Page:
Last month we had a relatively new customer tow in his 2008 Subaru Forester XT 2.5 Turbo. He said the car shut off while he was driving it.
We asked him what he felt before this happened, and he said the car had a slight hesitation before losing power.
After we pushed the car into the shop, we checked all the basics (fuel and spark). The ignition system had spark, but the fuel system had no pressure. We then sprayed a small amount of starting fluid into the intake, and the engine started. Next, we checked power and ground to the fuel pump; it had power and ground.
I called the customer and explained to him that we had to replace the fuel pump and fuel filter. The reason we always replace the fuel filter with the pump is that if there were a restriction in the fuel filter or dirt in the fuel lines, it could cause the new fuel pump to fail prematurely. I have replaced hundreds – if not thousands – of fuel pumps in my career, but what unfolded next I had never seen.
Most modern fuel pumps fit inside the fuel tank and come as an assembly. We primarily use original equipment supplier fuel pump assemblies because the aftermarket ones do not work well. After installing a factory fuel pump assembly, the car started up on the first turn of the key. We test-drove the car and all was good, so we called the customer to come pick it up.
Diagnosing the problem
The next day, the customer called to tell us the car died on the road again and was being towed to the shop – something I never want to hear. I began running through all of the possibilities on what could have happened, but I had to wait for the car to arrive. The first thing we checked for was fuel pressure – and there was none. We pulled out the fuel pump assembly and found something strange. The fuel pump motor had come apart. I had never seen one come apart like this, especially a factory one. That’s when I knew something else was happening.
We received another factory fuel pump and installed it. We then connected the fuel pressure gauge and saw that the fuel pressure was at 98 psi, which is way too high. At that moment, noting that there were no restrictions, we moved on to the fuel pressure regulator.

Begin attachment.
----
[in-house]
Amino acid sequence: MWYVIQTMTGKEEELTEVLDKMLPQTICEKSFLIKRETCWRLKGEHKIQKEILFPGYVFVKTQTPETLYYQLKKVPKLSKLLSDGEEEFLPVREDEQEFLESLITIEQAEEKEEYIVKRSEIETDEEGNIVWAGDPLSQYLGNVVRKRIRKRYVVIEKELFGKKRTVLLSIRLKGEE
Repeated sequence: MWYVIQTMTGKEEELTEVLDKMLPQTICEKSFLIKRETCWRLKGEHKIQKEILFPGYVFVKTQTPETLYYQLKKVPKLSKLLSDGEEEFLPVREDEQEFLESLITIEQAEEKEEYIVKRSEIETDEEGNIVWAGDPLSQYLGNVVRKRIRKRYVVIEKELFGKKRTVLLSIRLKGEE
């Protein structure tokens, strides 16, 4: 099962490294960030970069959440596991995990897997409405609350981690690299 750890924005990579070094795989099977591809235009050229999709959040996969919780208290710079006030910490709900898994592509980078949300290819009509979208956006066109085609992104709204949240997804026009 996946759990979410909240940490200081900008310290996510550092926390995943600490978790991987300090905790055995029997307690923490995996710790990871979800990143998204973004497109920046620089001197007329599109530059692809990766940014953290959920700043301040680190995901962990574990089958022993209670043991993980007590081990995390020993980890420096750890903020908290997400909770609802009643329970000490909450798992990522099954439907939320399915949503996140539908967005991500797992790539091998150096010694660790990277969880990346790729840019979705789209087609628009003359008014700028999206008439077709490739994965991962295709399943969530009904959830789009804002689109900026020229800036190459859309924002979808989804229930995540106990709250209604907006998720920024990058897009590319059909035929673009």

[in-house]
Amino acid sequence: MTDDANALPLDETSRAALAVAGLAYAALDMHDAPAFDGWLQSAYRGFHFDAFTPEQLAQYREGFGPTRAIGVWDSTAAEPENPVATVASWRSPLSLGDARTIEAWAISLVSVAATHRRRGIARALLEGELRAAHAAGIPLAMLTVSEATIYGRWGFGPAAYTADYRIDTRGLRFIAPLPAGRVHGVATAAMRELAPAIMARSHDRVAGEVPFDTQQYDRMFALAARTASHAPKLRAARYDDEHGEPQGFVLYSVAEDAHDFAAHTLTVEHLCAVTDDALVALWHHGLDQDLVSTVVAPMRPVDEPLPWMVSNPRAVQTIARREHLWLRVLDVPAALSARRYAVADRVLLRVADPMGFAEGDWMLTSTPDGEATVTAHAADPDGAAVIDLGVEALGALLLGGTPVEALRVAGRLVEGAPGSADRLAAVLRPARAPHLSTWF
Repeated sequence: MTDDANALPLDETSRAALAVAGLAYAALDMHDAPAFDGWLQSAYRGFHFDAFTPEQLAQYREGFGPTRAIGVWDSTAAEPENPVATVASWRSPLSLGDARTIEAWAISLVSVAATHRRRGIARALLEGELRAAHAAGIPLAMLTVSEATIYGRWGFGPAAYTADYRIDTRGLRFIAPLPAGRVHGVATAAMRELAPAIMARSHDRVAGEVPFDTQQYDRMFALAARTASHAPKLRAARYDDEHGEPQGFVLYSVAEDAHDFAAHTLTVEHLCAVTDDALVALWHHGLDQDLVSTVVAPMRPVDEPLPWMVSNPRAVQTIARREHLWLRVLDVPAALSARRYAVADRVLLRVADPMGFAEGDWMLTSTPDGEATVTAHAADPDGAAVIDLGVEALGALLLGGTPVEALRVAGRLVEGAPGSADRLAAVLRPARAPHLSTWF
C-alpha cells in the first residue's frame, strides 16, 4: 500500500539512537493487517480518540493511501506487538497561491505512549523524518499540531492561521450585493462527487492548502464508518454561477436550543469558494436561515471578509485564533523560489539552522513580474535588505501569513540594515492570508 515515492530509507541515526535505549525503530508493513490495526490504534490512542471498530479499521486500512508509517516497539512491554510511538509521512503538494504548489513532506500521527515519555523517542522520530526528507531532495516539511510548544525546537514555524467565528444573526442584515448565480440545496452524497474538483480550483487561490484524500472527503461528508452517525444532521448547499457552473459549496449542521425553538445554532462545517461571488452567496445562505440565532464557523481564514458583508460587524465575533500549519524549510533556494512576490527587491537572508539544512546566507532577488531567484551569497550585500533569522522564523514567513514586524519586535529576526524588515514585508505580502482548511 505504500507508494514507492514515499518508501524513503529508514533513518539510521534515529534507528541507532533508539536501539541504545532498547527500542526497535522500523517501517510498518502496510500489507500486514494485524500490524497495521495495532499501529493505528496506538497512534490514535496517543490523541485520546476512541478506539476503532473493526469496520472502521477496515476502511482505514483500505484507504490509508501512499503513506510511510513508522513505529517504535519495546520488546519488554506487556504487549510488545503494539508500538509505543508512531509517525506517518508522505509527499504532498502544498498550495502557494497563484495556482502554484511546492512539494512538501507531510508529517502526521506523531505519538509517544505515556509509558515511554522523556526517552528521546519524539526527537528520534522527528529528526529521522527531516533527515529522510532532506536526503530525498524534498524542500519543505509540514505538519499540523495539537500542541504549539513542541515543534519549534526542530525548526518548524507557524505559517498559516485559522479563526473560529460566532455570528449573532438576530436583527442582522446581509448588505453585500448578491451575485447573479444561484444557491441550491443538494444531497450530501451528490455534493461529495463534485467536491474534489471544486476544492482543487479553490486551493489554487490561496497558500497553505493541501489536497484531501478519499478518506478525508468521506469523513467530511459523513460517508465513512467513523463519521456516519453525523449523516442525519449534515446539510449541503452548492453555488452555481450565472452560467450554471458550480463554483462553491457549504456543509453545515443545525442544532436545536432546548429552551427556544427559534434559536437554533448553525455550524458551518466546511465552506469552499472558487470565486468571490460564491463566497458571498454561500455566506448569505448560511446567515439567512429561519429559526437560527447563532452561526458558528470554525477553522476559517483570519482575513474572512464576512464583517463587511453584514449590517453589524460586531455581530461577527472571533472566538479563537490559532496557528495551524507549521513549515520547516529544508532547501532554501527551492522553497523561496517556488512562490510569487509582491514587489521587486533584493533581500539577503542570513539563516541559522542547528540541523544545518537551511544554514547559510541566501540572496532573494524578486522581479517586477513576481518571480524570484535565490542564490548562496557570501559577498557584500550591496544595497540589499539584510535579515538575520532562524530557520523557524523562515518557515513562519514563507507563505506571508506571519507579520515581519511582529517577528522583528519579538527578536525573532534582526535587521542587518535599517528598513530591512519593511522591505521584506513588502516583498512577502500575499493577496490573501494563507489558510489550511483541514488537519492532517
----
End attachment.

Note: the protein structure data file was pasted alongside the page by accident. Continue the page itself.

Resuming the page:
The fuel pressure regulator is installed in the fuel supply line. It is a small device about the size of two golf balls. It has a spring chamber and a fuel chamber. The spring chamber receives vacuum from the intake manifold. There’s a diaphragm at the end of the spring. As the engine vacuum is increased or decreased (acceleration or deceleration), the diaphragm moves back and forth. On the other side, the fuel chamber is connected to the fuel supply line and a fuel relief valve. The relief valve serves to bleed off unneeded fuel pressure. As the engine vacuum increases, the diaphragm pulls open to decrease the fuel pressure; when the engine vacuum decreases, the diaphragm is pushed to increase the fuel pressure. The reason for all of this is to keep the fuel pressure between 40 and 60 psi.
When I saw the 98 psi with a factory fuel pump, I realized that the fuel pressure regulator had failed and was delivering full fuel pressure through the relief valve back to the fuel pump. I called the customer and explained what we found. We then replaced the fuel pressure regulator and test-drove the car for more than 100 miles with the fuel pressure gauge connected. The system worked to specification.
Fuel-pressure regulators in general are robust and rarely cause problems. This was one of only a handful I had to replace over a long period of time. The other thing was that the old fuel pump did not come apart like the new one did. I feel this was because the old fuel pump had more than 200,000 miles on it and was weak. The old fuel pump could not build as much pressure to tear itself apart.
In the future, we plan to check the fuel pressure after we replace fuel pumps on Subarus with more than 100,000 miles on them.